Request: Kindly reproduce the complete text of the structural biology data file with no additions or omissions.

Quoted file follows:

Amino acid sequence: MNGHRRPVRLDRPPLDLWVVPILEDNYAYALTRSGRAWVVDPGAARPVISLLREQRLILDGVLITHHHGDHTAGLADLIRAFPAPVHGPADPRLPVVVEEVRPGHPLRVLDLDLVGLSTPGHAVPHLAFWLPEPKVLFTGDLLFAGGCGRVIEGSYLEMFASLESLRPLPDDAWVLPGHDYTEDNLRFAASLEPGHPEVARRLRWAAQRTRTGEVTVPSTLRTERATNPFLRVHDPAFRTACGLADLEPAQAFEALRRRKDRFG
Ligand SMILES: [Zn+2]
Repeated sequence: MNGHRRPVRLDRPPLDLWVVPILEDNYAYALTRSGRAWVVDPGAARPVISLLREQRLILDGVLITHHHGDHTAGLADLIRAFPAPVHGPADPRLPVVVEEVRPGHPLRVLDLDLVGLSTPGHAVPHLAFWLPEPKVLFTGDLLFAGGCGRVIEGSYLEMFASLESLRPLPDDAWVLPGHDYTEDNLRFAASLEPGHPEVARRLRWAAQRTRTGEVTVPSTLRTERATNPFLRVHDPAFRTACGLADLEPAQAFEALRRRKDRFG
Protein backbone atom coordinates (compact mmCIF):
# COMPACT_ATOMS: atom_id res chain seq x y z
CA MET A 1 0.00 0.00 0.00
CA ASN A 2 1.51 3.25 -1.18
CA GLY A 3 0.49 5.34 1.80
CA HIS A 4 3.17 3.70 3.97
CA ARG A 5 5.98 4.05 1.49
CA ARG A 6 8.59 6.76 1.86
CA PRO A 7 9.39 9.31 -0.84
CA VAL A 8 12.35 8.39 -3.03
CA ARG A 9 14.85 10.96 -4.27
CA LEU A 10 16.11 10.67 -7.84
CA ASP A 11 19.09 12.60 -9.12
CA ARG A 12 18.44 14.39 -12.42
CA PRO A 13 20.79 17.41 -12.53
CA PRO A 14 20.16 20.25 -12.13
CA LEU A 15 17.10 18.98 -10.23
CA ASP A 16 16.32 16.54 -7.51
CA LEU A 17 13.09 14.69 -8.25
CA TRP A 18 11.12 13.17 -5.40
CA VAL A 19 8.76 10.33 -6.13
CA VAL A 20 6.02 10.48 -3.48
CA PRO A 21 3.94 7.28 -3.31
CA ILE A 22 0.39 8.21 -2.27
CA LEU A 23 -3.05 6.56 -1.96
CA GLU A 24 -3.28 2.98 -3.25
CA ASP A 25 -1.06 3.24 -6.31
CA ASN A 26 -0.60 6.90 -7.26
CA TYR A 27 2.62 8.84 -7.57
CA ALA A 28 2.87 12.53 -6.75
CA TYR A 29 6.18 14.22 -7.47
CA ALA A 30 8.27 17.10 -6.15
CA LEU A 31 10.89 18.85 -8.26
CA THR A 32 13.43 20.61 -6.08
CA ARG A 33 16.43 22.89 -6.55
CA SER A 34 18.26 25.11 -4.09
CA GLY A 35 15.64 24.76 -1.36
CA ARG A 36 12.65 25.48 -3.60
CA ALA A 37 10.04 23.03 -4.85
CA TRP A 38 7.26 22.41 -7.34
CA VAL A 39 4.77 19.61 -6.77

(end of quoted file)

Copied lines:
Amino acid sequence: MNGHRRPVRLDRPPLDLWVVPILEDNYAYALTRSGRAWVVDPGAARPVISLLREQRLILDGVLITHHHGDHTAGLADLIRAFPAPVHGPADPRLPVVVEEVRPGHPLRVLDLDLVGLSTPGHAVPHLAFWLPEPKVLFTGDLLFAGGCGRVIEGSYLEMFASLESLRPLPDDAWVLPGHDYTEDNLRFAASLEPGHPEVARRLRWAAQRTRTGEVTVPSTLRTERATNPFLRVHDPAFRTACGLADLEPAQAFEALRRRKDRFG
Ligand SMILES: [Zn+2]
Repeated sequence: MNGHRRPVRLDRPPLDLWVVPILEDNYAYALTRSGRAWVVDPGAARPVISLLREQRLILDGVLITHHHGDHTAGLADLIRAFPAPVHGPADPRLPVVVEEVRPGHPLRVLDLDLVGLSTPGHAVPHLAFWLPEPKVLFTGDLLFAGGCGRVIEGSYLEMFASLESLRPLPDDAWVLPGHDYTEDNLRFAASLEPGHPEVARRLRWAAQRTRTGEVTVPSTLRTERATNPFLRVHDPAFRTACGLADLEPAQAFEALRRRKDRFG
Protein backbone atom coordinates (compact mmCIF):
# COMPACT_ATOMS: atom_id res chain seq x y z
CA MET A 1 0.00 0.00 0.00
CA ASN A 2 1.51 3.25 -1.18
CA GLY A 3 0.49 5.34 1.80
CA HIS A 4 3.17 3.70 3.97
CA ARG A 5 5.98 4.05 1.49
CA ARG A 6 8.59 6.76 1.86
CA PRO A 7 9.39 9.31 -0.84
CA VAL A 8 12.35 8.39 -3.03
CA ARG A 9 14.85 10.96 -4.27
CA LEU A 10 16.11 10.67 -7.84
CA ASP A 11 19.09 12.60 -9.12
CA ARG A 12 18.44 14.39 -12.42
CA PRO A 13 20.79 17.41 -12.53
CA PRO A 14 20.16 20.25 -12.13
CA LEU A 15 17.10 18.98 -10.23
CA ASP A 16 16.32 16.54 -7.51
CA LEU A 17 13.09 14.69 -8.25
CA TRP A 18 11.12 13.17 -5.40
CA VAL A 19 8.76 10.33 -6.13
CA VAL A 20 6.02 10.48 -3.48
CA PRO A 21 3.94 7.28 -3.31
CA ILE A 22 0.39 8.21 -2.27
CA LEU A 23 -3.05 6.56 -1.96
CA GLU A 24 -3.28 2.98 -3.25
CA ASP A 25 -1.06 3.24 -6.31
CA ASN A 26 -0.60 6.90 -7.26
CA TYR A 27 2.62 8.84 -7.57
CA ALA A 28 2.87 12.53 -6.75
CA TYR A 29 6.18 14.22 -7.47
CA ALA A 30 8.27 17.10 -6.15
CA LEU A 31 10.89 18.85 -8.26
CA THR A 32 13.43 20.61 -6.08
CA ARG A 33 16.43 22.89 -6.55
CA SER A 34 18.26 25.11 -4.09
CA GLY A 35 15.64 24.76 -1.36
CA ARG A 36 12.65 25.48 -3.60
CA ALA A 37 10.04 23.03 -4.85
CA TRP A 38 7.26 22.41 -7.34
CA VAL A 39 4.77 19.61 -6.77